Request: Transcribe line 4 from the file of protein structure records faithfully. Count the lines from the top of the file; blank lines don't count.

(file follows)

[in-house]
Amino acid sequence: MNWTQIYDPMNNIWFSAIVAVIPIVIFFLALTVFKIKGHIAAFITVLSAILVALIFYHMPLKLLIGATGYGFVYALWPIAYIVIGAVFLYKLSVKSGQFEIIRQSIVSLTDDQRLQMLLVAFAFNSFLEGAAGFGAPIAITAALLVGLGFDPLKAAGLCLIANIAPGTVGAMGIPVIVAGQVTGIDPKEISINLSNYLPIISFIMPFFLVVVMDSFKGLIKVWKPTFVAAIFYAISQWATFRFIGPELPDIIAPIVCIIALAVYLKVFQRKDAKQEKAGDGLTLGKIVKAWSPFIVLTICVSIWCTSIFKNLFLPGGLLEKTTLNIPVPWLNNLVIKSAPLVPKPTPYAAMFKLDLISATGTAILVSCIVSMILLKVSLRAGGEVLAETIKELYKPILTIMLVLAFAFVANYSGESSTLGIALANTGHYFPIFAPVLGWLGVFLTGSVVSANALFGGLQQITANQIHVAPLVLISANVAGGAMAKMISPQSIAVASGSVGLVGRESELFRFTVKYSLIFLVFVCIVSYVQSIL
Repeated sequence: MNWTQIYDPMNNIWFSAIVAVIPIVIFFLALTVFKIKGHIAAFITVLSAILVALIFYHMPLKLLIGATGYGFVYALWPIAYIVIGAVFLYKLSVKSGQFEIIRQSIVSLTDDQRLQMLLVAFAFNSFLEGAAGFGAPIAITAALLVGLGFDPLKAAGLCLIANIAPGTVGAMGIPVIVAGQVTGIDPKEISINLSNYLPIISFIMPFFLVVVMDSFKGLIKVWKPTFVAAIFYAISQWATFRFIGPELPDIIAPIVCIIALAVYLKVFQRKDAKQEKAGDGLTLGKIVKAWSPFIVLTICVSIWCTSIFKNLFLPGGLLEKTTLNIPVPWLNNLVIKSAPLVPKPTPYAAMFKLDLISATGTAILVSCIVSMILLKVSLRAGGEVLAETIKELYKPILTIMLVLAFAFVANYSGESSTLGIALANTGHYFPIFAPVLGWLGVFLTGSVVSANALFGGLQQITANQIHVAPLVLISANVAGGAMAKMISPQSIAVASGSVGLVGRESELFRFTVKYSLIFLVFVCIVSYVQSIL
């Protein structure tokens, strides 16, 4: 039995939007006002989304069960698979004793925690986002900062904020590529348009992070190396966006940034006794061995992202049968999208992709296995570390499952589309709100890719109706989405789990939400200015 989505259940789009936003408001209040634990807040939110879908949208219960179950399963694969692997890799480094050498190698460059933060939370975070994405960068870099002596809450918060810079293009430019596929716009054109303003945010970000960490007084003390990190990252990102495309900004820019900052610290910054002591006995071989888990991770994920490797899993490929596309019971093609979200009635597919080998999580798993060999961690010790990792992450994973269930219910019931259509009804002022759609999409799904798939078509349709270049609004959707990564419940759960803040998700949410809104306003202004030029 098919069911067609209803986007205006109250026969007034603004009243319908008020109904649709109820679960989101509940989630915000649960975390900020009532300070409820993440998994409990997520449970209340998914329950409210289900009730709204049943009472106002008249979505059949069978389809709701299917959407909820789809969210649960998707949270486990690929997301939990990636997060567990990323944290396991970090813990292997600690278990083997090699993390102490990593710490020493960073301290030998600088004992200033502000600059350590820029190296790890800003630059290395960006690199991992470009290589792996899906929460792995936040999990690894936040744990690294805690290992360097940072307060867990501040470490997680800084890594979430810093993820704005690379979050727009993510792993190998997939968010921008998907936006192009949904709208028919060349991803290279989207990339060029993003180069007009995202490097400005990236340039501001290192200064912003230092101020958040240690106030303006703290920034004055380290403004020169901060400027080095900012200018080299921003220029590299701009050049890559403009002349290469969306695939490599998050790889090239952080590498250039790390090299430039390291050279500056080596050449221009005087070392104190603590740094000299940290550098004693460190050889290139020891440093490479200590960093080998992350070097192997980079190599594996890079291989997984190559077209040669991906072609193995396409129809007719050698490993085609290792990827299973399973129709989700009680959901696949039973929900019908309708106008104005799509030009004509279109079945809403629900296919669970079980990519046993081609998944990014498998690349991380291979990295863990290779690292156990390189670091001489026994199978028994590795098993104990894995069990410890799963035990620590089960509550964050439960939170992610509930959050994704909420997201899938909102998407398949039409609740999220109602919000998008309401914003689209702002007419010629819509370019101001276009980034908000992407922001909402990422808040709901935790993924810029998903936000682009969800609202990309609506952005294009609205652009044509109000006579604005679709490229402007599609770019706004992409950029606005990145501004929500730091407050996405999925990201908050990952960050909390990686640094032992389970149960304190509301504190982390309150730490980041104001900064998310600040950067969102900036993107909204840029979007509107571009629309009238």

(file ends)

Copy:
């Protein structure tokens, strides 16, 4: 039995939007006002989304069960698979004793925690986002900062904020590529348009992070190396966006940034006794061995992202049968999208992709296995570390499952589309709100890719109706989405789990939400200015 989505259940789009936003408001209040634990807040939110879908949208219960179950399963694969692997890799480094050498190698460059933060939370975070994405960068870099002596809450918060810079293009430019596929716009054109303003945010970000960490007084003390990190990252990102495309900004820019900052610290910054002591006995071989888990991770994920490797899993490929596309019971093609979200009635597919080998999580798993060999961690010790990792992450994973269930219910019931259509009804002022759609999409799904798939078509349709270049609004959707990564419940759960803040998700949410809104306003202004030029 098919069911067609209803986007205006109250026969007034603004009243319908008020109904649709109820679960989101509940989630915000649960975390900020009532300070409820993440998994409990997520449970209340998914329950409210289900009730709204049943009472106002008249979505059949069978389809709701299917959407909820789809969210649960998707949270486990690929997301939990990636997060567990990323944290396991970090813990292997600690278990083997090699993390102490990593710490020493960073301290030998600088004992200033502000600059350590820029190296790890800003630059290395960006690199991992470009290589792996899906929460792995936040999990690894936040744990690294805690290992360097940072307060867990501040470490997680800084890594979430810093993820704005690379979050727009993510792993190998997939968010921008998907936006192009949904709208028919060349991803290279989207990339060029993003180069007009995202490097400005990236340039501001290192200064912003230092101020958040240690106030303006703290920034004055380290403004020169901060400027080095900012200018080299921003220029590299701009050049890559403009002349290469969306695939490599998050790889090239952080590498250039790390090299430039390291050279500056080596050449221009005087070392104190603590740094000299940290550098004693460190050889290139020891440093490479200590960093080998992350070097192997980079190599594996890079291989997984190559077209040669991906072609193995396409129809007719050698490993085609290792990827299973399973129709989700009680959901696949039973929900019908309708106008104005799509030009004509279109079945809403629900296919669970079980990519046993081609998944990014498998690349991380291979990295863990290779690292156990390189670091001489026994199978028994590795098993104990894995069990410890799963035990620590089960509550964050439960939170992610509930959050994704909420997201899938909102998407398949039409609740999220109602919000998008309401914003689209702002007419010629819509370019101001276009980034908000992407922001909402990422808040709901935790993924810029998903936000682009969800609202990309609506952005294009609205652009044509109000006579604005679709490229402007599609770019706004992409950029606005990145501004929500730091407050996405999925990201908050990952960050909390990686640094032992389970149960304190509301504190982390309150730490980041104001900064998310600040950067969102900036993107909204840029979007509107571009629309009238």